Ja Ian Chong, NUS
Over its history, ASEAN has reduced the possibility of war among its members and created a platform for member states to project their common concerns and to advance shared interests. ASEAN enabled what were relatively new, developing and in some cases small states collectively to play a sort of quasi-middle power role with which more powerful actors have to contend. But it may no longer be able to inhabit such a sweet spot.
Established at the height of the Cold War, ASEAN was entrenched around an understanding among conservative, anti-communist elites with at least some authoritarian sympathies. These elites accepted autonomy, mutual non-intervention, consensus on issues that required collective action and mutual restraint from the use of force as the basis for coordination, if not cooperation. Such commitments reduced tensions among member governments and enabled them to focus on consolidating domestic political authority, economic development and, where convenient, diplomatic cooperation.
ASEAN successfully carved out an area of steady economic growth and calm at a time when wars were raging in Indochina and when China was in the throes of the Cultural Revolution. As a result, external actors (including the major powers) accepted ASEAN prerogatives in Southeast Asia.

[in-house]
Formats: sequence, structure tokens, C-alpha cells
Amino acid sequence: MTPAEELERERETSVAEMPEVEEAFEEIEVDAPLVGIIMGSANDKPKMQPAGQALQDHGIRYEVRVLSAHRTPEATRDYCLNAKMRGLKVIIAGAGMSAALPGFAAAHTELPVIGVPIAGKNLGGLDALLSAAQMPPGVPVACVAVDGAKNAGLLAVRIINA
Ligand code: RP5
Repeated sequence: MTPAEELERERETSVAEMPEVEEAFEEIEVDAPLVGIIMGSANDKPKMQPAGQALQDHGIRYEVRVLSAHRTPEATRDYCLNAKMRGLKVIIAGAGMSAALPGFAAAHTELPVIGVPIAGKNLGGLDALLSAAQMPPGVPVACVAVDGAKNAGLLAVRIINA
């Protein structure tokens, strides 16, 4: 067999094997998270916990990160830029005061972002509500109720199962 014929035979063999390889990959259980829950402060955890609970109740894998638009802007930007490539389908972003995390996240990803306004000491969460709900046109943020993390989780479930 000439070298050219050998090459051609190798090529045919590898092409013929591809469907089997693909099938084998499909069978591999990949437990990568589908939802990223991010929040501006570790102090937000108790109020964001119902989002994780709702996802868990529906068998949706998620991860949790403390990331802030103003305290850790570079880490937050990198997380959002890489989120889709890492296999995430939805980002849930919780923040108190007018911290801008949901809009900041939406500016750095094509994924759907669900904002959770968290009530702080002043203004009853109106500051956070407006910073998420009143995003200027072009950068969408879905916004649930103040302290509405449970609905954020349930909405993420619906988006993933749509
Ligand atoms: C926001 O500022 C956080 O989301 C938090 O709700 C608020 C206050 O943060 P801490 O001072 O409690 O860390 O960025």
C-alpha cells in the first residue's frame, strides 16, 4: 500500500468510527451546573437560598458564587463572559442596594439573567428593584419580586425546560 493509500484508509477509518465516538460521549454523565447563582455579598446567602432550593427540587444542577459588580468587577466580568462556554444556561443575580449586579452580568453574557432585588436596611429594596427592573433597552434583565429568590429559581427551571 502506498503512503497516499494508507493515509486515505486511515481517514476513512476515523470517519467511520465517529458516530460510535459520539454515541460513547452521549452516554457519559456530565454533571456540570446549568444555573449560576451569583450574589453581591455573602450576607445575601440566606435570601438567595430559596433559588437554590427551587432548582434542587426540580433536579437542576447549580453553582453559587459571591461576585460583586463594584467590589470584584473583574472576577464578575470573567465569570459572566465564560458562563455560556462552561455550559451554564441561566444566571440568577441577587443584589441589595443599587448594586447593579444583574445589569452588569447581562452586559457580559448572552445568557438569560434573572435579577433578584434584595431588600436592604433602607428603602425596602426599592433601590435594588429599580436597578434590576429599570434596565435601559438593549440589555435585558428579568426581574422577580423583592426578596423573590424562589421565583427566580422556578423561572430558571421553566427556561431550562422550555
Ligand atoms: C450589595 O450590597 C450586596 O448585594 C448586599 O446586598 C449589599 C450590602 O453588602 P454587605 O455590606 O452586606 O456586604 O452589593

Riding on ASEAN’s Cold War successes, members consolidated the group’s position as East Asia’s premier regional organisation — due partially to the absence of similar arrangements in Northeast Asia. Other actors, including major powers like the United States, China and Japan, were therefore willing to accept ASEAN ‘centrality’ and its position ‘in the driver’s seat’ when it came to intra-regional cooperation.
These considerations characterised several ASEAN-focussed cooperation initiatives in East Asia between the 1990s and 2000s. They included the ASEAN Regional Forum, ASEAN+3, the East Asian Summit and the multilateral Chiang Mai Initiative for currency swaps after the 1997–98 Asian Financial Crisis. The 1990s also saw ASEAN expand to cover most of Southeast Asia with the incorporation of Myanmar, Laos, Cambodia and even Vietnam — the grouping’s former adversary.
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